Journeys With CREE
Evolving Evaluation: Journeys with Culturally Responsive and Equitable Evaluation is a two-year effort that will engage Evaluators in critical reflections of their own journeys, stories, and experiences with evaluation.
What is Evolving Evaluation?
Through 1:1 recorded conversations with a colleague, we will highlight experiences and examples of culturally responsive and equitable evaluation (CREE) within the field. These recorded conversations will be used to develop multiple products, including a final research paper, which will not be developed until the end of the project. All recorded conversations will be de-identified and aggregated within the final research paper. All contributors will be acknowledged in the research paper and will be offered a $50 gift card for their participation. For those interested in a larger role in developing the paper, we will have a call out for contributors in the ETB newsletter, Bench (Re)Marks.
The fields of research and evaluation have a history of excluding and exploiting the voices of historically marginalized and under-supported communities. Historical context and systemic barriers have not always been taken into consideration. Without honoring these contexts, evaluations may be compromised and potentially harm communities. To ensure these voices and contexts are included, ETB promotes CREE, which requires the integration of justice, equity, diversity, inclusion, and engagement in all phases of evaluation.
After you submit your interest form, the ETB team will ensure you are paired with an evaluation colleague for your conversation and will provide you with questions to guide this discussion. We suggest using Zoom or a comparable platform to record your conversation and will provide you with specific technical guidance to ensure the best quality recording.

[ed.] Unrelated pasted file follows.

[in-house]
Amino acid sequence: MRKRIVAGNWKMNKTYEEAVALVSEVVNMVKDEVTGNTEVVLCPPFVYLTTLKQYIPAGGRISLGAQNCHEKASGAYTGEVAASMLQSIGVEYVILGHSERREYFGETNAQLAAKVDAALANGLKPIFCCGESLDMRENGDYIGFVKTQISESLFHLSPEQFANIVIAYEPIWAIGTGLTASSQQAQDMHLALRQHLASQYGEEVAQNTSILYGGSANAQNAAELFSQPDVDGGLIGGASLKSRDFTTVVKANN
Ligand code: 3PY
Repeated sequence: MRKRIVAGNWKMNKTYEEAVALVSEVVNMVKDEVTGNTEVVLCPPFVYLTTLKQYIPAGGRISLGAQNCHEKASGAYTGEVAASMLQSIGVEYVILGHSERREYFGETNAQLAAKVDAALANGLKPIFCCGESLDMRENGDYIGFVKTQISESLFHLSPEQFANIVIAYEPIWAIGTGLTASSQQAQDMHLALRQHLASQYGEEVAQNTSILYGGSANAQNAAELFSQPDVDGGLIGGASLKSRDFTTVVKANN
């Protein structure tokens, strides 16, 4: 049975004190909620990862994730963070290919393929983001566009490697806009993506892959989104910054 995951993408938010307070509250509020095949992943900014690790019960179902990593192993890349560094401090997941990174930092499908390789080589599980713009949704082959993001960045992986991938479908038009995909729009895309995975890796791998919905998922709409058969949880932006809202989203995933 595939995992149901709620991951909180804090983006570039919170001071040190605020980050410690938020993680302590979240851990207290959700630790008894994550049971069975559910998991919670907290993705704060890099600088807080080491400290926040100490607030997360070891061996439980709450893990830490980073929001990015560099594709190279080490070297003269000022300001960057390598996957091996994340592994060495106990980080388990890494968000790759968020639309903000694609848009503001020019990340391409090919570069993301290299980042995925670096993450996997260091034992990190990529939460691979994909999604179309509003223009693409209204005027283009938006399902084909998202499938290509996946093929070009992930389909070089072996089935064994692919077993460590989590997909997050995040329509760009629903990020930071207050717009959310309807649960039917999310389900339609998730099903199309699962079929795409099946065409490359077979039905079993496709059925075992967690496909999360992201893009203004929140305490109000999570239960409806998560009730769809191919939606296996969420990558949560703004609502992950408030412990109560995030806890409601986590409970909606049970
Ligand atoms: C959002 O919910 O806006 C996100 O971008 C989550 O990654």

Preview the Questions
The formation and evolution of your evaluation philosophy, approach, and practice:
- What is your approach or philosophy toward evaluation?
- How has your evaluation practice evolved from when you first began your career in evaluation through today?
- What does it mean to be a leader in the field of evaluation or in your evaluation community? How do you demonstrate or practice leadership?
- Where/how did/does your lived experience provide insight into your role as an evaluator?
- What are important relationships and experiences that have influenced your practice and thinking?
Why CREE and your practice in the context of COVID-19:
- Why were you initially drawn to using a CREE approach in your work? Why do you use a CREE approach? What shifted for you in your practice/approach that made CREE useful?
- How does CREE show up in your practice (e.g., project examples)? Can you share some specific examples?
- What are some challenges/obstacles that have emerged in your practice of CREE? What advice do you have in addressing these challenges/obstacles?
- How has COVID-19 challenged your practice? How have you shifted your practice? What are times or events that necessitated a change in your approach?
- Have there been times in your practice when CREE did not seem like the best approach or did not work out?
Interrogating the field of evaluation:
- How do you reconcile the exploitative history of research and evaluation, specifically to diverse communities, in your own work?
- What changes do you believe need to happen in the evaluation field to advance the practice of CREE?